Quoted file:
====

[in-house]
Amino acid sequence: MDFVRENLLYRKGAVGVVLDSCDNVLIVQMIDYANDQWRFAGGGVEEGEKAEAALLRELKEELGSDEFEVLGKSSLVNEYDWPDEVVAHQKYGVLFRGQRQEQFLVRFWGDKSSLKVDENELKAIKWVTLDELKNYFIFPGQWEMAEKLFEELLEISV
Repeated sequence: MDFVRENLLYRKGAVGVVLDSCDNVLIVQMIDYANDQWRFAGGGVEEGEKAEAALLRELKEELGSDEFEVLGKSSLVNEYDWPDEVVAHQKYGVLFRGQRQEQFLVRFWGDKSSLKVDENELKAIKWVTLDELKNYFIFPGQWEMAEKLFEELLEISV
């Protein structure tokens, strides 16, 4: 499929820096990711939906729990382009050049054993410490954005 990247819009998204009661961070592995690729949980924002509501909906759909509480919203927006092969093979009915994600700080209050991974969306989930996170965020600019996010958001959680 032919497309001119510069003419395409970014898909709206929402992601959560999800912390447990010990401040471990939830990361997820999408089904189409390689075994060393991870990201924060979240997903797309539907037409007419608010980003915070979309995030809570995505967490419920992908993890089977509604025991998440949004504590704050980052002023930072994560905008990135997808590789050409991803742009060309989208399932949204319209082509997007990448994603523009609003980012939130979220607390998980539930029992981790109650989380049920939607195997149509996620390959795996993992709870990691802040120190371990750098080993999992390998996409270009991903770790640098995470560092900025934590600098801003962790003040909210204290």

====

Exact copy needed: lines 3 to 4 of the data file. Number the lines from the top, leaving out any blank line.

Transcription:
Repeated sequence: MDFVRENLLYRKGAVGVVLDSCDNVLIVQMIDYANDQWRFAGGGVEEGEKAEAALLRELKEELGSDEFEVLGKSSLVNEYDWPDEVVAHQKYGVLFRGQRQEQFLVRFWGDKSSLKVDENELKAIKWVTLDELKNYFIFPGQWEMAEKLFEELLEISV
């Protein structure tokens, strides 16, 4: 499929820096990711939906729990382009050049054993410490954005 990247819009998204009661961070592995690729949980924002509501909906759909509480919203927006092969093979009915994600700080209050991974969306989930996170965020600019996010958001959680 032919497309001119510069003419395409970014898909709206929402992601959560999800912390447990010990401040471990939830990361997820999408089904189409390689075994060393991870990201924060979240997903797309539907037409007419608010980003915070979309995030809570995505967490419920992908993890089977509604025991998440949004504590704050980052002023930072994560905008990135997808590789050409991803742009060309989208399932949204319209082509997007990448994603523009609003980012939130979220607390998980539930029992981790109650989380049920939607195997149509996620390959795996993992709870990691802040120190371990750098080993999992390998996409270009991903770790640098995470560092900025934590600098801003962790003040909210204290």